I took a recent trip to the DeCordova Sculpture Park in Lincoln, MA on one of these gorgeous days we've been having. If you have never been, go! Right now! It's one of my favorite museums in the area and it's so much fun to wander and discover what they have. It's a perfect art museum for kids, as they are allowed to touch the sculptures outdoors, though no climbing is allowed as tempting as it may be. There's also many visitors that bring their dogs along. It sure beats a walk through the neighborhood any day.
While walking one of the winding paths I came upon Daniel Ladd maintaining one of his tree sculptures. Watching him manipulate the branches, I figured he was the artist, as it didn't seem like a job for the general landscaping crew. I asked if he was, and he seemed happy that I had made that assumption. Many others had passed, simply looking and moving along. I'm so glad I began speaking with Daniel because he took a few moments to show me exactly what he was up to.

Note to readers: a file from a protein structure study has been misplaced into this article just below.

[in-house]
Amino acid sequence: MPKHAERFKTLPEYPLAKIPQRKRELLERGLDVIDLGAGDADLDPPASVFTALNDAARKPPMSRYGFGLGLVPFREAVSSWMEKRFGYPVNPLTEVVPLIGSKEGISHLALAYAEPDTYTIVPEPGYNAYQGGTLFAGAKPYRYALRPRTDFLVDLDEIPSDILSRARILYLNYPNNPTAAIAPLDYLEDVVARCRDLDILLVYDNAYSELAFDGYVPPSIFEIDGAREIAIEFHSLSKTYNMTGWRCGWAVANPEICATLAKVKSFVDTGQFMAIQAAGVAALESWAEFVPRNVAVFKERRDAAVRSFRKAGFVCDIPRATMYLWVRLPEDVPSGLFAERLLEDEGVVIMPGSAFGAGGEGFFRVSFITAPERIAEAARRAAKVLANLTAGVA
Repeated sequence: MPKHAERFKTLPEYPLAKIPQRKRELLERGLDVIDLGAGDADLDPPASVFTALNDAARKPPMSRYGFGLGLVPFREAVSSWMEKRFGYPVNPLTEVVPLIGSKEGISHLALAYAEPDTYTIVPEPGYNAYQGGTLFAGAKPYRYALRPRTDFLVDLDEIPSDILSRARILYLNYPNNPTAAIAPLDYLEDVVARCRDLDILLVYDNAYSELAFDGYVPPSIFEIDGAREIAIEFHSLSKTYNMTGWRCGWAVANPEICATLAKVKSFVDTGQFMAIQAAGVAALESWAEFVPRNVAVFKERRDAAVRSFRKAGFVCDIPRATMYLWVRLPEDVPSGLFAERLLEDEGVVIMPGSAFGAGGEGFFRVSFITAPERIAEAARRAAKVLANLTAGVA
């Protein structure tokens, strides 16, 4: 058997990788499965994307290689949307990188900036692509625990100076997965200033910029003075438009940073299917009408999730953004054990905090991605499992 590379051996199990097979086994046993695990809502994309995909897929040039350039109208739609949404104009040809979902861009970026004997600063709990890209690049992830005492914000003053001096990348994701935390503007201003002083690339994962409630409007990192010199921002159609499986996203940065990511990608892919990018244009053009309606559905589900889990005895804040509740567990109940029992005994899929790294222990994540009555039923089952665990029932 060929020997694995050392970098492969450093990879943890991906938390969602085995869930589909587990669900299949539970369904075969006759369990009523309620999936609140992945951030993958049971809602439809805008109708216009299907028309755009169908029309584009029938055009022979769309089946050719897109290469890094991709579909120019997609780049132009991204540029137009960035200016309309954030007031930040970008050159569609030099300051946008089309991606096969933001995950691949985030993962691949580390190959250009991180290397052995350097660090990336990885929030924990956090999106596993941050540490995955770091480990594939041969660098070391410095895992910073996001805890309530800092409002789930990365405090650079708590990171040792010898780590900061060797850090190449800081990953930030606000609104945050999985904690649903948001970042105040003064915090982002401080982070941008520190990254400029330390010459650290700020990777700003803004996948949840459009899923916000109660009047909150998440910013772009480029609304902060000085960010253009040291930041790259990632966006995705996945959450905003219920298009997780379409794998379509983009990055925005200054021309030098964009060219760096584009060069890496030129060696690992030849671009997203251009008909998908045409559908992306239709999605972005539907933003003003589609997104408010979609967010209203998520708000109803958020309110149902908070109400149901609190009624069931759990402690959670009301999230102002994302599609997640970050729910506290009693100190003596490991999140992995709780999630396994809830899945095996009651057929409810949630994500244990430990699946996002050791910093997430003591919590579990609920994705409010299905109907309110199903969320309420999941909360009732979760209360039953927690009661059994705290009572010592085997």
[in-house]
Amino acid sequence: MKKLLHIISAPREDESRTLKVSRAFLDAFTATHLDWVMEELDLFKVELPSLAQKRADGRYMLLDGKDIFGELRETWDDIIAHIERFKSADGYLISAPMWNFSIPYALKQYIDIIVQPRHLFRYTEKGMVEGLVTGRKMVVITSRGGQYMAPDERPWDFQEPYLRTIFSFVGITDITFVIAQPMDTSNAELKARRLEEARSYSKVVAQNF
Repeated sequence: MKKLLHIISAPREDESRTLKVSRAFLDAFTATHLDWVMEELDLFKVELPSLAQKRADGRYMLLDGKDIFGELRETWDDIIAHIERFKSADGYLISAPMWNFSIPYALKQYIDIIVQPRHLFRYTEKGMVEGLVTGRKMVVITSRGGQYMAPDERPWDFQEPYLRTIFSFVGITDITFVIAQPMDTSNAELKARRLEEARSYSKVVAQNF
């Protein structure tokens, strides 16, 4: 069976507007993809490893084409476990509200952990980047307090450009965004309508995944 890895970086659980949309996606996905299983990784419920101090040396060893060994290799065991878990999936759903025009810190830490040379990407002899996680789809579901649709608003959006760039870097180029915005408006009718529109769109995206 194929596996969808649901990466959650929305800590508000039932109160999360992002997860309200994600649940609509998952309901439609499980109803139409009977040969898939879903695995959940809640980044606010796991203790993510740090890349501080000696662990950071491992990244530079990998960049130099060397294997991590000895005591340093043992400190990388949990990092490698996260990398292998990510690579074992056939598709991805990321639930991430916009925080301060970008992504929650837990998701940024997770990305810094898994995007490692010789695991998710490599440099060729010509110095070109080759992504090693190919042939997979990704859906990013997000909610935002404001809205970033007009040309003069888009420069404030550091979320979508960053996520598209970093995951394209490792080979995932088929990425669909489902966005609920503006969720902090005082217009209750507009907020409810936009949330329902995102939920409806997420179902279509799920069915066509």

Daniel's sculpture began in 1990. It is 11 elm trees, each bending to a 90 degree angle at a similar height, and growing into the one before it. Daniel said that he comes out 3-5 times a year to maintain the shaping of the tree sculpture.
Daniel cuts through the outer layer of bark, exposing the inside of the branches. He then tightly wraps them together. This time of the year is when it is best to encourage the branch grafting, since the trees are in a heavy growth period the two branches are able to grow into each other and become one. He also uses nails and a putty like substance to help direct the growth.
It was so much fun to see the park and it was especially nice to talk with Daniel Ladd. I plan on taking many more trips to the park, and you can bet I'll be paying special attention to the growth progress of Daniel's work.